Much has been made of the greatness that was the fall of 1991 in the music world. Over the span of a few short months, some of the most seminal albums ever created were shipped to record stores (back when shipping physical copies of things to record stores was a thing that happened). Some of these releases are getting boldfaced reissues, like Nirvana’s Nevermind and U2’s Achtung Baby. But there are plenty of others that simply stand the test of time, like Metallica’s Metallica, Pearl Jam’s Ten, Red Hot Chili Peppers’ Blood Sugar Sex Magik, Matthew Sweet’s Girlfriend, and Soundgarden’s Badmotorfinger. And 1991 wasn’t all rock albums, either, as A Tribe Called Quest dropped The Low End Theory, Tupac made his solo debut with 2Pacalypse Now, Ice Cube wrote Death Certificate, and Michael Jackson became Dangerous.
All of these albums are great accomplishments in their own right, and they all hold up surprisingly well. Having recently sat down with the men responsible for Nevermind and also having written a book that centers around alternative rock’s rise in ’91, it’s not a mystery that Nirvana’s second album stands above and beyond the rest of them as my favorite album from that year.
However, that was not actually true in 1991. The big joke that came up while I was writing my book was that I didn’t know who Kurt Cobain was until the day I heard the news of his suicide. That’s completely true, as I don’t think I heard Nevermind until 1995, which was after I had already heard In Utero first. I was 13 years old then, and just beginning to be able to fully ingest popular music and process what rock really meant (unsurprisingly, that was the same year my friend Zack turned me on to punk rock, mostly via the Ramones).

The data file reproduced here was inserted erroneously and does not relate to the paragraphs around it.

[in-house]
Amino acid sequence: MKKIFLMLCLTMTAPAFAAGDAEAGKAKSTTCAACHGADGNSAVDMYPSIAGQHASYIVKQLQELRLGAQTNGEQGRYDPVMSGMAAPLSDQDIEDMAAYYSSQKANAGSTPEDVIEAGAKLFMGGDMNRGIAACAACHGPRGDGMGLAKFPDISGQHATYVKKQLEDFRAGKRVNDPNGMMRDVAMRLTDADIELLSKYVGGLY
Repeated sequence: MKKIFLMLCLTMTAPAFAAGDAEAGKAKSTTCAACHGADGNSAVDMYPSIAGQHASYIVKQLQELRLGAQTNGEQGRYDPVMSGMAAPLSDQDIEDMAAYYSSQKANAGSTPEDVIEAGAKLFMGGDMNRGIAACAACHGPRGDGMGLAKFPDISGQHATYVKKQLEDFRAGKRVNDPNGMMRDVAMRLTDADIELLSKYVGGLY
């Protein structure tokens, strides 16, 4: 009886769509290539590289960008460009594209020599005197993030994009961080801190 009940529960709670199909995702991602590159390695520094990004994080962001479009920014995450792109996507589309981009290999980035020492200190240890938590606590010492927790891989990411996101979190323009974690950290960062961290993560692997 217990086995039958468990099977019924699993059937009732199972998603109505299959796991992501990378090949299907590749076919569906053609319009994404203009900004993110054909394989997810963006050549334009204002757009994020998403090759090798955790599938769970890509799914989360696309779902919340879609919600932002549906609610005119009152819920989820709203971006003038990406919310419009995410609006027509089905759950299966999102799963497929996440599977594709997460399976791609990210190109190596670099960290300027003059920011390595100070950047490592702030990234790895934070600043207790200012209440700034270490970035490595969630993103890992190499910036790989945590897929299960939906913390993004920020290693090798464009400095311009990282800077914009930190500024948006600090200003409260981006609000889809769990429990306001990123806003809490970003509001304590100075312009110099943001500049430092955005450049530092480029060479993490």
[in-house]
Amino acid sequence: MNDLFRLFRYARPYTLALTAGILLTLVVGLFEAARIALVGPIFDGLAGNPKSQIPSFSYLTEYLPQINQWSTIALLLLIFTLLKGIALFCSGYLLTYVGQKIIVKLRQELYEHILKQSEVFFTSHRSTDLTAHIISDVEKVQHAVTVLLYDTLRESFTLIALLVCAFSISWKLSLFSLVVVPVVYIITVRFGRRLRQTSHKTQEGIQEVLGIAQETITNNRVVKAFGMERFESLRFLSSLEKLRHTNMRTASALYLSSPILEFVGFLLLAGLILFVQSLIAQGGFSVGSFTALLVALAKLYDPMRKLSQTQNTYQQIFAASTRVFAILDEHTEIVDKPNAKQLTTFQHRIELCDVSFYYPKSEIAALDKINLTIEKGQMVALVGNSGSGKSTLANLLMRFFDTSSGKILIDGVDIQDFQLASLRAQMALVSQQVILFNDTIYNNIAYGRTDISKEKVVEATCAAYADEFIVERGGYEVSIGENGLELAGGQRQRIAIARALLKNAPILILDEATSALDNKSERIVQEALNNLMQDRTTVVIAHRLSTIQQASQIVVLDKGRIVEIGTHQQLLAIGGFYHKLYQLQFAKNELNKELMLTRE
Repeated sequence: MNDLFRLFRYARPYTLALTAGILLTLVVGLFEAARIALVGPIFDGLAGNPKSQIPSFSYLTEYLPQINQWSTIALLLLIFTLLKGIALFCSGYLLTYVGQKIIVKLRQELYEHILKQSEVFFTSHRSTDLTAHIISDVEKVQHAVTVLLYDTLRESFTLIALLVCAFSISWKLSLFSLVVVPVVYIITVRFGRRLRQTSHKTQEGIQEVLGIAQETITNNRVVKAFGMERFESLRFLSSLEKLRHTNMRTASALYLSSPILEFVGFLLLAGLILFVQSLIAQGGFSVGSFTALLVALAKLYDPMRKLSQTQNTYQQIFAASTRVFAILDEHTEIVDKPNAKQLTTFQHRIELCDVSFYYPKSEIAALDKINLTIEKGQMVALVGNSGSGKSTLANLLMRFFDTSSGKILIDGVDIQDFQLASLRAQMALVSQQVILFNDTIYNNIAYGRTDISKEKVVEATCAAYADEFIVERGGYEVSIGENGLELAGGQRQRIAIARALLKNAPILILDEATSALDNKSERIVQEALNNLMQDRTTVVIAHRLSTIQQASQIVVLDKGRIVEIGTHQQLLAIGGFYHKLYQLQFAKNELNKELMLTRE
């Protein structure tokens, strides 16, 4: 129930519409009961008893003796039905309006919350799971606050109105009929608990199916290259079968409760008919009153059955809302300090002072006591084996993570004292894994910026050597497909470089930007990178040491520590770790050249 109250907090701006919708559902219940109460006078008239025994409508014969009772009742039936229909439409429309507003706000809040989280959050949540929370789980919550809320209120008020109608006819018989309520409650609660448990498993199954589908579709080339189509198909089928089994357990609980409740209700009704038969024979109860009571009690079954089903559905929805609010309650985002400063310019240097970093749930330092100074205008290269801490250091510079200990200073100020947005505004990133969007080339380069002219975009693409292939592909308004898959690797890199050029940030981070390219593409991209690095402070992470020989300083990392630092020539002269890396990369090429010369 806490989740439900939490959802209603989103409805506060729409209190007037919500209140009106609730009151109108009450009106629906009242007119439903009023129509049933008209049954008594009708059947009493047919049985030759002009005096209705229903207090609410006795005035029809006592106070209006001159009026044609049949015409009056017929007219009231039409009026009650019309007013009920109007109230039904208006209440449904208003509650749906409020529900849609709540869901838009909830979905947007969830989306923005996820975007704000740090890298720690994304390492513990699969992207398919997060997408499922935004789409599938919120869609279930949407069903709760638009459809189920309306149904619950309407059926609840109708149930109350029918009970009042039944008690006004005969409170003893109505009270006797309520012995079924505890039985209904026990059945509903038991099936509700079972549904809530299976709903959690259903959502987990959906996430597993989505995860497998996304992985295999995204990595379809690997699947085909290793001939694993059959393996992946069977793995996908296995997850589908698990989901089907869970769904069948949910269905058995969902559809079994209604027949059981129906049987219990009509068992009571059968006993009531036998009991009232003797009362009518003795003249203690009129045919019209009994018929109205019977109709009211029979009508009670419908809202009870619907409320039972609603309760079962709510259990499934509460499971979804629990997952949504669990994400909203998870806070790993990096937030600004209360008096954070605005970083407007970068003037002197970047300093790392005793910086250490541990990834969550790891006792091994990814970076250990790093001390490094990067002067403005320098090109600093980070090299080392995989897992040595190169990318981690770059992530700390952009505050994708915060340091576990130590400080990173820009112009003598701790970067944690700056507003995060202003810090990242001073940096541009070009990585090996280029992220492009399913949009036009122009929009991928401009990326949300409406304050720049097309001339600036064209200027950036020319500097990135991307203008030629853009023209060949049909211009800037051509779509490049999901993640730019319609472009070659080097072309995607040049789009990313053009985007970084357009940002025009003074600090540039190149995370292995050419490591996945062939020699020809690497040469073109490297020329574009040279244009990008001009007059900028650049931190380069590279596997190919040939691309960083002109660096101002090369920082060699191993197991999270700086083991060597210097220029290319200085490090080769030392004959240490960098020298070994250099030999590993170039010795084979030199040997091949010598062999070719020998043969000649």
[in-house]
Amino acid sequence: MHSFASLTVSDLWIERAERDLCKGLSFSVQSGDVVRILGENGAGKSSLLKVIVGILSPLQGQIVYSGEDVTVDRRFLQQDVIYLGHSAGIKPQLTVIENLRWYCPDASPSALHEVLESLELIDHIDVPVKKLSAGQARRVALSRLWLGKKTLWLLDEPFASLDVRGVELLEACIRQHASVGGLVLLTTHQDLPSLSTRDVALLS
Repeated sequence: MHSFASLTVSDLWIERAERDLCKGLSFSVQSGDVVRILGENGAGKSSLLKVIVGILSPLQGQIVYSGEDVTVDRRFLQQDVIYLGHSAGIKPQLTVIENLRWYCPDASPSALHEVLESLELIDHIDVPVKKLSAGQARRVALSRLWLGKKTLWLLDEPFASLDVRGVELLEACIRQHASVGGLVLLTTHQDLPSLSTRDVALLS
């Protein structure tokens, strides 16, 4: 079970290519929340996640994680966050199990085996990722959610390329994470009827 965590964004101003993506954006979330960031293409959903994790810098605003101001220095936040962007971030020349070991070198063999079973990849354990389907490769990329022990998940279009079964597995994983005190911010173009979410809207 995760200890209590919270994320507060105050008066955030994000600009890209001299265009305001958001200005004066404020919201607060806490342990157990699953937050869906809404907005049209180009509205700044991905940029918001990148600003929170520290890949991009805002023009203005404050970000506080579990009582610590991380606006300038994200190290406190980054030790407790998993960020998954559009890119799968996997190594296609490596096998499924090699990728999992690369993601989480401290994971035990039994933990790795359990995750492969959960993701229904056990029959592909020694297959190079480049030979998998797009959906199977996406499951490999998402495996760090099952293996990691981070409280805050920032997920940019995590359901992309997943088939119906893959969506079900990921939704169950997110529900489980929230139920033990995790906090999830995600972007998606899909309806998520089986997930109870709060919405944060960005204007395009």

In ’91, I was only nine years old, and though I was interested in listening to music, my tastes didn’t really have any definition. Like most kids that age, I was really into “Weird Al” Yankovic. I spent most of the early part of ’91 memorizing the lyrics to “Ice Ice Baby” and missing the double-meaning in Warrant’s “Cherry Pie.” I thought “Do the Bartman” rocked, and a friend of mine played me Guns N’ Roses’ “Get in the Ring,” which I thought was amazing because it had so much cursing in it. Basically, I approved of things that floated into my transom, but I never really made the next step into fandom, or even going as far as buying a cassette.
That changed in the summer of that year, when I was at a friend’s house. His older brother was watching MTV, and I became completely transfixed by the video for “Into the Great Wide Open,” which is why Tom Petty & the Heartbreakers’ Into the Great Wide Open became my favorite album of that year. If you’ve never seen it, the clip for “Into the Great Wide Open” is almost alarmingly prosaic, which is probably why it appealed to my childhood brain. The song tells the story of a rock star named Eddie Rebel, who moved to Hollywood, became a star, indulged in parties and women, and ultimately crashed and burned. The images in the video matched perfectly with the lyrics of the song, and I thought the whole thing was pretty incredible. I hadn’t had much experience with music videos, and I thought that the idea of actually acting out the story of a song was pretty brilliant.